DEAR JOHN

John Cowan on par­ent­ing ev­ery­day he­roes

Parenting - - In This Issue - John Cowan

Bul­ly­ing is ter­ri­ble. There are lots of ways to bat­tle it but one of the best ways – and one I par­tic­u­larly like – is to en­list he­roes.

A hero is an­other kid who will step up and de­fend the vic­tim. Re­search shows that when a peer in­ter­venes in a bul­ly­ing sit­u­a­tion, the bul­ly­ing stops within 10 sec­onds, 57% of the time1. I am not talk­ing about the cap­tain of the 1st XV or the big­gest per­son in the school. I am just talk­ing about an­other reg­u­lar child who steps in and de­fends the vic­tim. Why is it so ef­fec­tive? I think it’s be­cause it spoils things for the bully. Most bul­ly­ing hap­pens be­cause bul­lies are try­ing to win their peers' re­spect and ac­cep­tance. When they find out that their peers ac­tu­ally dis­ap­prove of what they are do­ing, they will stop really quickly. When the crowd boos in­stead of ap­plauds, the bully is be­ing taught a very valu­able les­son.

He­roes can tell the bully to stop. They can help the vic­tim walk away. They can re­cruit friends to help the vic­tim. They can be­friend the vic­tim. They can get an adult.

Where do you find he­roes? In­side the hearts of most kids. Just like any kid can be a

Where do you find he­roes? In­side the hearts of most kids. Just like any kid can be a bully‚ al­most any boy or girl can be a hero.

bully, al­most any boy or girl can be a hero. It has to be ap­pealed to and in­spired, but that heroic na­ture, that be­lief in do­ing the right thing, is there in­side of good kids. So par­ents, in­spire your kids to be he­roes. They don’t need to have lots of mus­cles – they just need com­pas­sion and courage. They don’t need to use their fists, just their pres­ence, sup­port for the vic­tim, and a few words to let the bully know that it isn’t work­ing, that the vic­tim is not alone, and that the bully is not im­press­ing any­one.

I was talk­ing to the deputy prin­ci­pal of a school about how they deal with bul­ly­ing. The school has many strate­gies but one of their most suc­cess­ful is shoul­der tap­ping a boy (it was a boys’ school) who has dig­nity and mana, and chum­ming him up with the boy be­ing picked on.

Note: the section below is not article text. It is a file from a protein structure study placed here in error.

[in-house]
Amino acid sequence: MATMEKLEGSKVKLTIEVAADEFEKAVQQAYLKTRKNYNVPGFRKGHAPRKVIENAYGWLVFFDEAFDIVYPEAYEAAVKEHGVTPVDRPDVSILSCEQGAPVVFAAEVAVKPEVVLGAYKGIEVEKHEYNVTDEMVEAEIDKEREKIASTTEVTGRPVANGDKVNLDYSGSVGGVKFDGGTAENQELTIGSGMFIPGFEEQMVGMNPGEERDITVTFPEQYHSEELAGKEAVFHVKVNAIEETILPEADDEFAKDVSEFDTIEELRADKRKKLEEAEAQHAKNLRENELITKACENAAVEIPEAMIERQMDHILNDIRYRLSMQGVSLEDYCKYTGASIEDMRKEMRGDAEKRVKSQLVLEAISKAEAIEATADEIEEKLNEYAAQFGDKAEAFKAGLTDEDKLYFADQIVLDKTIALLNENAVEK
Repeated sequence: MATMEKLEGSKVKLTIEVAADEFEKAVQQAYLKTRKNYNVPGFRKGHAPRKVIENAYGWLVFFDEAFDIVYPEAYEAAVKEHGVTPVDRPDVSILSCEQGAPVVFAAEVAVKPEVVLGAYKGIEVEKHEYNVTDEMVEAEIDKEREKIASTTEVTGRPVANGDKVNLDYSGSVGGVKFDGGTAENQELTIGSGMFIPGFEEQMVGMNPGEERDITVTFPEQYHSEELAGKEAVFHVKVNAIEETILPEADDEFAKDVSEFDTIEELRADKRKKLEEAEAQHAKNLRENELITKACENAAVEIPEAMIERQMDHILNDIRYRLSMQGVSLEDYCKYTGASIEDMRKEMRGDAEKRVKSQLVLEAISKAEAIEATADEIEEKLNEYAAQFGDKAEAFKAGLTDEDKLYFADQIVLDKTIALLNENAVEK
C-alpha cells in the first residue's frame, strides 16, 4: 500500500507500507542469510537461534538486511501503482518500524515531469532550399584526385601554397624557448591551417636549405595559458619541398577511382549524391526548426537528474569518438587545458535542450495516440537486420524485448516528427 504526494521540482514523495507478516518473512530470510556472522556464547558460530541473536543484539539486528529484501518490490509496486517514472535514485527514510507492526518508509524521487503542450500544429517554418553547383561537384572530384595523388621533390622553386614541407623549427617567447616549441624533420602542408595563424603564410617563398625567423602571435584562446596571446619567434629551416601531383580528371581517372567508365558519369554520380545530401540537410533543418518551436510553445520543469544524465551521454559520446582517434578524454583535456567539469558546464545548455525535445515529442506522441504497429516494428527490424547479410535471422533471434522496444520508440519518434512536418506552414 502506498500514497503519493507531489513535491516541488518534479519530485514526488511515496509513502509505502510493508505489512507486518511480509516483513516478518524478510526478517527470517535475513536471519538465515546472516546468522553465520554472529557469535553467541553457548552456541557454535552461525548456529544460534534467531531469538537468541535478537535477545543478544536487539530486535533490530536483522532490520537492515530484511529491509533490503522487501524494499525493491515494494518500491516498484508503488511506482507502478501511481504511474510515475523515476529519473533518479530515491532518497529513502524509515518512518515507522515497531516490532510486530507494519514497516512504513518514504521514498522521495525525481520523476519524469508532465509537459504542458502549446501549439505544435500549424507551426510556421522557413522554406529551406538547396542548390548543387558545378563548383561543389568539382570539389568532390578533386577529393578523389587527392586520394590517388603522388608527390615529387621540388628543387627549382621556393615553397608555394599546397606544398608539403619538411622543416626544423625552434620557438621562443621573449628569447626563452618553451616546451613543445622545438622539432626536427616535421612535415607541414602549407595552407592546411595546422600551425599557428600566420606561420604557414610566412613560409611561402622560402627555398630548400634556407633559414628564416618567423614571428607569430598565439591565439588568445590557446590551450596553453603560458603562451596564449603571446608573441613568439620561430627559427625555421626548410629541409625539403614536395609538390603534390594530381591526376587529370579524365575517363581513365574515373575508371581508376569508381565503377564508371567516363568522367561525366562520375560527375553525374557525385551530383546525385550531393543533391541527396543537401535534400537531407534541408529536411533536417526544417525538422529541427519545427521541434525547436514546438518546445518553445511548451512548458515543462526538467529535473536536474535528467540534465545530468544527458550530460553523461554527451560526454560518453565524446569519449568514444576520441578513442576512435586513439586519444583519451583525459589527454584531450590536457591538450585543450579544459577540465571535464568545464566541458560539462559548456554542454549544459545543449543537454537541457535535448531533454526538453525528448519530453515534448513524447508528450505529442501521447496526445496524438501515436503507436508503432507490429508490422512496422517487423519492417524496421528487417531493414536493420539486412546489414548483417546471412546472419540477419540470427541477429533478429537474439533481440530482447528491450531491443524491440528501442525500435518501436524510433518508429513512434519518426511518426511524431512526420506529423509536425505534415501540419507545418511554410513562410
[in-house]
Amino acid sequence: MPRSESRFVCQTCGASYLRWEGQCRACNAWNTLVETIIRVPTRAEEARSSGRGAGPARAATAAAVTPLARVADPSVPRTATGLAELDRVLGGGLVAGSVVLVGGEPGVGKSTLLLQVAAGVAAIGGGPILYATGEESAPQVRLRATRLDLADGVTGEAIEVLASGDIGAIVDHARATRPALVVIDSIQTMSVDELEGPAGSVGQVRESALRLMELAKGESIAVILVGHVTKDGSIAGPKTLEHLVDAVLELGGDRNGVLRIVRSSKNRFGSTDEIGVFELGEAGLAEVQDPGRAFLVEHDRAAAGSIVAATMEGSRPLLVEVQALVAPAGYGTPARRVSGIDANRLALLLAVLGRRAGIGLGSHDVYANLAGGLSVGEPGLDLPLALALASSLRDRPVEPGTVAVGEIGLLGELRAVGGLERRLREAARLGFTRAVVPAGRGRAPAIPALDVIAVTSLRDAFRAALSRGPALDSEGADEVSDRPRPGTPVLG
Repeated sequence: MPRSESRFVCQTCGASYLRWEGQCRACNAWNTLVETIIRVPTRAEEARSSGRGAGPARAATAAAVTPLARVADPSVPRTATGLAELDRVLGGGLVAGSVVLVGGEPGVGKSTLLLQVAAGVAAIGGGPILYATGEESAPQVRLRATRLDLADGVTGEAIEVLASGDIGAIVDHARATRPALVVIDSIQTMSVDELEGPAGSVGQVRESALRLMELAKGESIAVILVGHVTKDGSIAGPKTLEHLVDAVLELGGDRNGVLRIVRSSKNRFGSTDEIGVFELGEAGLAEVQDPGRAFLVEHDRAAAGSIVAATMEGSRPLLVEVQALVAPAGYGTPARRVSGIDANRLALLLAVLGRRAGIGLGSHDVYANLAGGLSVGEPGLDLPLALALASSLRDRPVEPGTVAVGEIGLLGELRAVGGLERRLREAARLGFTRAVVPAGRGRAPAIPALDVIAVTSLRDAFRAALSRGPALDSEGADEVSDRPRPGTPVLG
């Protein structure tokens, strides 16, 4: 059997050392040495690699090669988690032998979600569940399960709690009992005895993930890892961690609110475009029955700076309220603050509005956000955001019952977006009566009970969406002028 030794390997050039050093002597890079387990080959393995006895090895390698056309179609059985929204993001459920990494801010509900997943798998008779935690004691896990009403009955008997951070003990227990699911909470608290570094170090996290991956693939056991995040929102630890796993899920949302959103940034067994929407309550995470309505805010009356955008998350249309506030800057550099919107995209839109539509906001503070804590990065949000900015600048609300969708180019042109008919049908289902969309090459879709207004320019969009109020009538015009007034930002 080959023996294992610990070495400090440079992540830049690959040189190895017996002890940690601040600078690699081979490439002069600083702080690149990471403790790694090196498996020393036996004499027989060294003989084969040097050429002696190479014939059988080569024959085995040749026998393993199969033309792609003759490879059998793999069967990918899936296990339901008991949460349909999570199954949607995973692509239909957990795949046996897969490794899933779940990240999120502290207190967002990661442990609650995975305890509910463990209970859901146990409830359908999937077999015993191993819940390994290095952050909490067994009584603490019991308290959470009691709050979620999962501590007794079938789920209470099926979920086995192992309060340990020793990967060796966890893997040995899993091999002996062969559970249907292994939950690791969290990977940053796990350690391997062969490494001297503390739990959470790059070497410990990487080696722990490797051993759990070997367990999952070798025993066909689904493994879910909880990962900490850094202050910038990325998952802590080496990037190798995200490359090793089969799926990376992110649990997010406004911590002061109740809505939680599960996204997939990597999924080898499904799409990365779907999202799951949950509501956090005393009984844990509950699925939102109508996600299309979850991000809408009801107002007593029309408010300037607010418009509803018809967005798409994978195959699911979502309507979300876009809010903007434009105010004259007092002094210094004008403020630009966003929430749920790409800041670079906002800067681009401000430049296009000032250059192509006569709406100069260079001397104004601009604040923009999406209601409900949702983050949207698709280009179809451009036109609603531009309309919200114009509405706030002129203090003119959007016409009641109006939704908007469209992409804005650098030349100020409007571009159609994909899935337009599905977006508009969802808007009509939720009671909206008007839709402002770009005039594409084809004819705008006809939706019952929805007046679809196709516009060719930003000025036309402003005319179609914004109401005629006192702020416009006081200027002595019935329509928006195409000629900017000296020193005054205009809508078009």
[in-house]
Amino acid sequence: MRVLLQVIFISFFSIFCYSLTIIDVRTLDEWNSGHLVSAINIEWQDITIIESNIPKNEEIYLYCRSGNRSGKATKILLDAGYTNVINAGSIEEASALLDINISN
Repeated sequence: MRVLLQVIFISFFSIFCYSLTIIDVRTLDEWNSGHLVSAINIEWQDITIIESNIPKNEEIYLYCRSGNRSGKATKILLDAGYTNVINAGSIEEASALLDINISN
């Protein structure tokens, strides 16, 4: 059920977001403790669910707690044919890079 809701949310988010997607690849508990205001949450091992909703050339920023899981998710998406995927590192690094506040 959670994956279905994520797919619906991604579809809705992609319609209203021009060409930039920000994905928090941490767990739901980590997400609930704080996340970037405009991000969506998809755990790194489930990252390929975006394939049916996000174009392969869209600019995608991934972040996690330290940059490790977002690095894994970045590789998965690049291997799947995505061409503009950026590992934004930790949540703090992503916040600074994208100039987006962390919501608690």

To set your kids up to be he­roes, here are some qual­i­ties to cul­ti­vate in them.

Courage

It takes guts to be a hero – you risk be­ing made a tar­get of bul­ly­ing. It can hap­pen, but not of­ten be­cause a hero who steps up usu­ally has the ul­ti­mate bully re­pel­lent – poise and as­sertive­ness. The true na­ture of courage sur­prises many chil­dren. It is not an ab­sence of fear­ful emo­tion but rather the moral force to act even if you are feel­ing afraid. Courage can be taught in all those scary sce­nar­ios chil­dren face – when they go to the den­tist, fly in a plane, get an in­jec­tion, need to make a speech at school, stay at a friend’s home or take on some other chal­lenge. Em­pathise with the un­com­fort­able emo­tion but ex­press your con­fi­dence in them. Tell them, “You might feel a bit scared but that’s okay. You are feel­ing an emo­tion, but if it is the right thing to do, you just go straight on and do it.” Fear can rob your chil­dren of more trea­sures and ad­ven­tures in life than any­thing else. Let them know that feel­ing the fear, but act­ing any­way, can be won­der­ful.

Strong ethics

The com­mon fea­ture of just about ev­ery tar­get of bul­ly­ing is that they are dif­fer­ent in some way from the group the bully wants to im­press – a dif­fer­ent race or cul­ture, shorter, taller, older, richer, poorer etc. For your child to learn that it is wrong to bully, they have to be­lieve in the huge value of ev­ery sin­gle per­son. This is some­thing they learn most from you – your com­ments and ac­tions are in­cred­i­bly po­tent in­flu­ences. They pick up a lot – the com­ments you make dur­ing the news, your at­ti­tude to­wards peo­ple of dif­fer­ent races, the stereo­types and prej­u­dices you ex­press. At times we need to be ex­plicit. Tell them clearly about your be­lief in the im­mense value of ev­ery­one.

Con­fi­dence

Your chil­dren may want to help but they also need to be­lieve that do­ing the right thing will be worth­while. One of the best ways to learn this is through sto­ries. Many tales like The Hob­bit have big, strong ‘he­roes’ – but point out that the real he­roes in the story are the hob­bits – smaller and weaker, and yet act­ing with true courage.

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